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What Is Mulesoft Esb? Why To Choose Esb Platform?
What is an ESB?
An enterprise service bus (ESB) is basically architecture. It is a set of rules and principles for integrating many applications into a bus-like infrastructure. ESB products allow users to build this type of architecture, but the way they work and the features they offer vary. The fundamental concept of the ESB architecture is to integrate different applications by intercalating a communication bus and then allowing each application to communicate with the bus. This separates systems from each other, allowing them to communicate without dependency or knowledge of other systems on the bus.
Why use an ESB?
Increasing organizational agility by reducing time-to-market for new initiatives is one of the most common reasons why companies implement BSE as the backbone of their IT infrastructure. An ESB architecture facilitates this by providing a simple, well-defined, "plug-in" and scalable system. In addition, an ESB enables you to leverage your existing systems and expose them to new applications through its communication and transformation capabilities.
The ESB architecture is based on some key principles for professional agility and scale. The main goal is to separate the systems from each other while allowing them to communicate in a consistent and manageable way. The concept of "bus" decouples applications from each other. This is usually done using a mail server such as JMS or AMQP.
The data that travels on the bus is in canonical format and almost always in XML format. There is an "adapter" between the application and the bus that gathers the data between the two parties.The adapter is responsible for communicating with the back-end application and transforming the data from the application format to the bus format. The adapter can perform other activities such as message routing transaction management, security, monitoring, error handling, and many more.
Integration core principles:
The following are the five core integration principles:
1. Orchestration: Composition of several existing fine-grained components into a single higher order composite service. This can be done to achieve appropriate "granularity" of services and to promote the reuse and manageability of the underlying components.
2. Transformation: Transformation of data between canonical data formats and the specific data formats required by each ESB connector. An example of this would be conversion between CSV, Cobol or EDI formats in SOAP / XML or JSON format.
3. Transportation: Negotiation of the transport protocol between several formats (such as HTTP, JMS, JDBC). Mule treats databases as another "service" by making JDBC another means of transport (or endpoint) where data can be accessed.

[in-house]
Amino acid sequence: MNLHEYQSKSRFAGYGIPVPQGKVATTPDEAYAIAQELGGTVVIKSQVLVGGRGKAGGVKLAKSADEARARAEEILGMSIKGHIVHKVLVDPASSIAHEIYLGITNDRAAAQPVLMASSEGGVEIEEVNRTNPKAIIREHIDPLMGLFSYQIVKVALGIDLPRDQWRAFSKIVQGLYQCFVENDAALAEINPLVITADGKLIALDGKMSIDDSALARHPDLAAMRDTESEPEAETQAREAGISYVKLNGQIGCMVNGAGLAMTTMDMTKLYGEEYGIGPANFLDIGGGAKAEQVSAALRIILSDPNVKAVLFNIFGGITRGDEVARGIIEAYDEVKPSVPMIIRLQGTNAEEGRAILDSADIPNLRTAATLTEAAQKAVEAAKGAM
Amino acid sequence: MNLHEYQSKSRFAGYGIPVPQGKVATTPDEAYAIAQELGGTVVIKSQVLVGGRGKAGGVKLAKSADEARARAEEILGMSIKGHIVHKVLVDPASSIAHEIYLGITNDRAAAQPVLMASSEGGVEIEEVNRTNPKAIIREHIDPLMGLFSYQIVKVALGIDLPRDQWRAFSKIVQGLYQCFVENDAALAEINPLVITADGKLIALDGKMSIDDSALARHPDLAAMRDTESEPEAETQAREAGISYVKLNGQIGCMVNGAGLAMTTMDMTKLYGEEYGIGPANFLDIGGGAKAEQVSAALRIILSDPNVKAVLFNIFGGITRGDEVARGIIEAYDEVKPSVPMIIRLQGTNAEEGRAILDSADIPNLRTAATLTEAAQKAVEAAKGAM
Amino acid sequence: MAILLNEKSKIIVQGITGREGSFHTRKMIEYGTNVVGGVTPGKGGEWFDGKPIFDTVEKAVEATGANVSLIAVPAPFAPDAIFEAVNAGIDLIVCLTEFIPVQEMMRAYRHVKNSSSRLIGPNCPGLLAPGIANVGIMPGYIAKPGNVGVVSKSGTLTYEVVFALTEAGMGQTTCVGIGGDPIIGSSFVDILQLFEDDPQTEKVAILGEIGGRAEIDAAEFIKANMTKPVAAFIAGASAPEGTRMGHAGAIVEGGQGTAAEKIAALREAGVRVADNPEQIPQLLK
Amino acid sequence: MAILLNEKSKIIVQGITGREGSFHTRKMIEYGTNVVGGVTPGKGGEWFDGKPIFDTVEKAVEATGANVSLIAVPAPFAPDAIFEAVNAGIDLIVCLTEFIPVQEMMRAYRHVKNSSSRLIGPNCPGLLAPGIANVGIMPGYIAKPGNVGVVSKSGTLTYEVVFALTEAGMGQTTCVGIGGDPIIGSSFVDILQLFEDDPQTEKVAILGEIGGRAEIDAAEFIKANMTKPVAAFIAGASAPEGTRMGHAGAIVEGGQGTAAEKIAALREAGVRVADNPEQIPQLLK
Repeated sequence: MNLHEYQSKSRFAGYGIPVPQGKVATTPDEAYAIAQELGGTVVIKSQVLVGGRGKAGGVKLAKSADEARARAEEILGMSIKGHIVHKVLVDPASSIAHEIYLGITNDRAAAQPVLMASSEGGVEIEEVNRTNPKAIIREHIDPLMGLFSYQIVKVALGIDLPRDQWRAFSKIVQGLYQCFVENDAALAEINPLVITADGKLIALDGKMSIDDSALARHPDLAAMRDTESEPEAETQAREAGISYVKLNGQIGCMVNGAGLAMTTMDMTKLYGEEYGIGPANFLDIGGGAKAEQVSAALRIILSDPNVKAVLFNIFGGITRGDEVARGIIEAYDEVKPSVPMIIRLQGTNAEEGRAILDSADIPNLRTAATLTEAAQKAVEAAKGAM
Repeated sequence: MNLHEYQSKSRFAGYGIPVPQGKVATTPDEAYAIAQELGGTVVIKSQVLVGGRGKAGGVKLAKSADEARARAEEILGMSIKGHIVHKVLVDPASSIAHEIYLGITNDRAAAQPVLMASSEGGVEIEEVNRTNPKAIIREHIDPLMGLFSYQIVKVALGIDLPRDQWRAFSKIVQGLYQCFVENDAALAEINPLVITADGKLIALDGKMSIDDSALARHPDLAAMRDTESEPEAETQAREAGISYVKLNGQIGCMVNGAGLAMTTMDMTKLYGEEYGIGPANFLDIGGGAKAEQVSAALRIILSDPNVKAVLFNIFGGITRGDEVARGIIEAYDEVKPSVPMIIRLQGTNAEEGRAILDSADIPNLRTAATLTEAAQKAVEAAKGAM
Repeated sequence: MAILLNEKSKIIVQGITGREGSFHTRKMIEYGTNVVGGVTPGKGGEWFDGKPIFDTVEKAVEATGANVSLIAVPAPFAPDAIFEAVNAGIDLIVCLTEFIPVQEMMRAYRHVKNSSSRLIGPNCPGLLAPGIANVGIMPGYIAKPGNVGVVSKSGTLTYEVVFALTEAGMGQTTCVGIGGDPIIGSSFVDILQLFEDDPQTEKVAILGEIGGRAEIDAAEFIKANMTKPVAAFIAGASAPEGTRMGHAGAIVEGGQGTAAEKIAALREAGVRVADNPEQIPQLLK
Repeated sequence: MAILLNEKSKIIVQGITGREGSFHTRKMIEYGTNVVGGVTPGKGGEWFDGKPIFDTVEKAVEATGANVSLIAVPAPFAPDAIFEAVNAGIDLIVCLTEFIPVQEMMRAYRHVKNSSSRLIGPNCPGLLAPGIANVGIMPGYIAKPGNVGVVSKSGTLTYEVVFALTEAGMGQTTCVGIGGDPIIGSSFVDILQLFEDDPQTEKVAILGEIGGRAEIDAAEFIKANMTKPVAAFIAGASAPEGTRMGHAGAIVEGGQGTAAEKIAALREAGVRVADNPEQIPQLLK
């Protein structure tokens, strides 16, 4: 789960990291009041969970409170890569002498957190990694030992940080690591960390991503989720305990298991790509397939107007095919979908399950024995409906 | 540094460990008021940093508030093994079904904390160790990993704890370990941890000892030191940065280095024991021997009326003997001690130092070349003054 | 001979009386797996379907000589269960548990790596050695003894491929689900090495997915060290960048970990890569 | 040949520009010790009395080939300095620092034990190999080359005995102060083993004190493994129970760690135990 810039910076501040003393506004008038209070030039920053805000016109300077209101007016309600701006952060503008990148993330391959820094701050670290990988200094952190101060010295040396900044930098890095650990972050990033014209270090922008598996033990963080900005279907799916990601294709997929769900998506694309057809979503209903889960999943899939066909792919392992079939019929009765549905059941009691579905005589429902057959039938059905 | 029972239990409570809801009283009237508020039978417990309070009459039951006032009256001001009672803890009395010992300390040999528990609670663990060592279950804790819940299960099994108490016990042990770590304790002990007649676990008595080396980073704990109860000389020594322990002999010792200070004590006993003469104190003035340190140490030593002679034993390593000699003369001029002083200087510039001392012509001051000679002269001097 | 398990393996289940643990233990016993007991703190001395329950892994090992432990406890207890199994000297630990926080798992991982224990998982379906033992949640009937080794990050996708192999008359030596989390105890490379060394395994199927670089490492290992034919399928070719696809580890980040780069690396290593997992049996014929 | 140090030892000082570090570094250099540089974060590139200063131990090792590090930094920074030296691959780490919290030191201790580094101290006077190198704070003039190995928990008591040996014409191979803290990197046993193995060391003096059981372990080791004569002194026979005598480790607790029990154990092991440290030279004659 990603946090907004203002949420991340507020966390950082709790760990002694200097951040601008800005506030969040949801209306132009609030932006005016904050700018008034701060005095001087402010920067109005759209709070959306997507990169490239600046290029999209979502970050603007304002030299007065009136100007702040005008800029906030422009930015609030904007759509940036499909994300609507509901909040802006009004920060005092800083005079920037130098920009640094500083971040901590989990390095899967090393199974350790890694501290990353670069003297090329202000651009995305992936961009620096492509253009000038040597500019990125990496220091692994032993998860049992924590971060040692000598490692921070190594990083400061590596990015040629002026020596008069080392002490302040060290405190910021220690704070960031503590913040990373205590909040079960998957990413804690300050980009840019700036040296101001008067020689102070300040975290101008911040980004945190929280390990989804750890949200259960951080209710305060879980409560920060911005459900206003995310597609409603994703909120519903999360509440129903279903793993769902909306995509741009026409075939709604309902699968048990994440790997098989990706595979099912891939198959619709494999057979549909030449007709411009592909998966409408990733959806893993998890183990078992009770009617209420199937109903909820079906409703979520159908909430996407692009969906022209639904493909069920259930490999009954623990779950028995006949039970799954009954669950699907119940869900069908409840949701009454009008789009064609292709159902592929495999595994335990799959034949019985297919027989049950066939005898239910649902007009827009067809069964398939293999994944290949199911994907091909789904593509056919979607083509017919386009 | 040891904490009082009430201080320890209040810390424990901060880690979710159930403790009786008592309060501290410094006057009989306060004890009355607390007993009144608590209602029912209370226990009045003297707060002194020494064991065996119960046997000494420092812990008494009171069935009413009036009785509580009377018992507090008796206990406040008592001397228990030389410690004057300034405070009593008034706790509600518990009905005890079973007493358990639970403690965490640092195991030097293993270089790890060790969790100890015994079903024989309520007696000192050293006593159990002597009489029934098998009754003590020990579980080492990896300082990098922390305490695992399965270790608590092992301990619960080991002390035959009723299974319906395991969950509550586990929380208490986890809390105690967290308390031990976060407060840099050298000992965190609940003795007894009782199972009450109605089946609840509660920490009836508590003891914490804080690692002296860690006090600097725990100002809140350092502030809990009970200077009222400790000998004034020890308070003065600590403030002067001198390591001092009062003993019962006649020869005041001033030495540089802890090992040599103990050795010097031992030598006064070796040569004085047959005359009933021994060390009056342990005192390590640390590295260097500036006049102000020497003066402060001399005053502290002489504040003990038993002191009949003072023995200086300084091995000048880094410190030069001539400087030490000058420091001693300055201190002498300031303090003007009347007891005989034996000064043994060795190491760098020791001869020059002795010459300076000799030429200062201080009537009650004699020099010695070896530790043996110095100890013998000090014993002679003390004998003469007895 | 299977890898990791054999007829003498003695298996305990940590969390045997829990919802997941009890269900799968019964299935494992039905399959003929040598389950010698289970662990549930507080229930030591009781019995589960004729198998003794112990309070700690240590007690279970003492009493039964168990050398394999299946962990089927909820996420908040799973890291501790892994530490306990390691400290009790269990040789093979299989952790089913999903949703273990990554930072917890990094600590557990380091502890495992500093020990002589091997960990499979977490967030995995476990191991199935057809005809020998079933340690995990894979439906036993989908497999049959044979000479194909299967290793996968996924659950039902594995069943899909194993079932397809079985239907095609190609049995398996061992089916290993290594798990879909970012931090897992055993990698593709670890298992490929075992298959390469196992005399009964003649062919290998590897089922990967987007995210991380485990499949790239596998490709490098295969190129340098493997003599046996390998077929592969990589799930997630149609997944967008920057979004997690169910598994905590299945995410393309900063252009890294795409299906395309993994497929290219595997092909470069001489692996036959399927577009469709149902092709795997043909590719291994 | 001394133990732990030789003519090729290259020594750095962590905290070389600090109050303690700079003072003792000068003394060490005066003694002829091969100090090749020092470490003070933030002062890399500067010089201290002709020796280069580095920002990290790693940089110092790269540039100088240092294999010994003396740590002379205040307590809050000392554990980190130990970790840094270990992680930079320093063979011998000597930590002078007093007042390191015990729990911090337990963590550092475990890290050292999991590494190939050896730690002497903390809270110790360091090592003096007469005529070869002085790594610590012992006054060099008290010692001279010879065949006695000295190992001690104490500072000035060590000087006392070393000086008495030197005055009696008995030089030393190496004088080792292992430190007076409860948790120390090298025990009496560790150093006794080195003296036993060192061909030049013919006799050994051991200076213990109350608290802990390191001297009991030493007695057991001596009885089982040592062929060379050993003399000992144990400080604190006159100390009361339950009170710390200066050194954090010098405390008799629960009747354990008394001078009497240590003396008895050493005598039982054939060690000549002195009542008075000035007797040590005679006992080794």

4. Mediation: Provide multiple interfaces for the purpose of supporting multiple versions of a service for backward compatibility, or allowing multiple channels for the same underlying component implementation. This second requirement may involve providing multiple interfaces to the same component, a legacy interface (flat file), and a standards compliant interface (SOAP / XML).
5. Non-Functional Consistency: For a typical BSE initiative, this may include consistency in how security and surveillance strategies are applied and implemented. Scalability and availability goals can be achieved by using multiple instances of an ESB to increase throughput (scalability) and eliminate single points of failure (SPOF), a key goal of high-throughput systems availability.
Choosing an ESB platform
Here are some things to consider when making an ESB selection.
Lightweight: Mule is the lightest integration platform available, with a fully loaded distribution weighing 40 MB. Modular design, you can remove unwanted modules if you want to reduce clutter. We do not consider the term "light" as a size either; it's also the cost of changes to existing integrations and the heavy workload you need to do to make changes.
Not just mediation: Most vendors view a BSE as just a mediation between systems and have separate products for hosting business logic and publishing services. We see this as unnecessary complexity. Mule provides a lightweight and scalable service container for publishing REST and SOAP services.
Most companies want to increase agility by reducing time to market for new initiatives. BSE defends this goal by implementing a simple, well-defined and "plug-in" system that is evolving very well. At MuleSoft, we understand that an ESB architecture is exactly that: an architecture and not just a product you can buy on the market. This includes not only the infrastructure, but also the design of applications.
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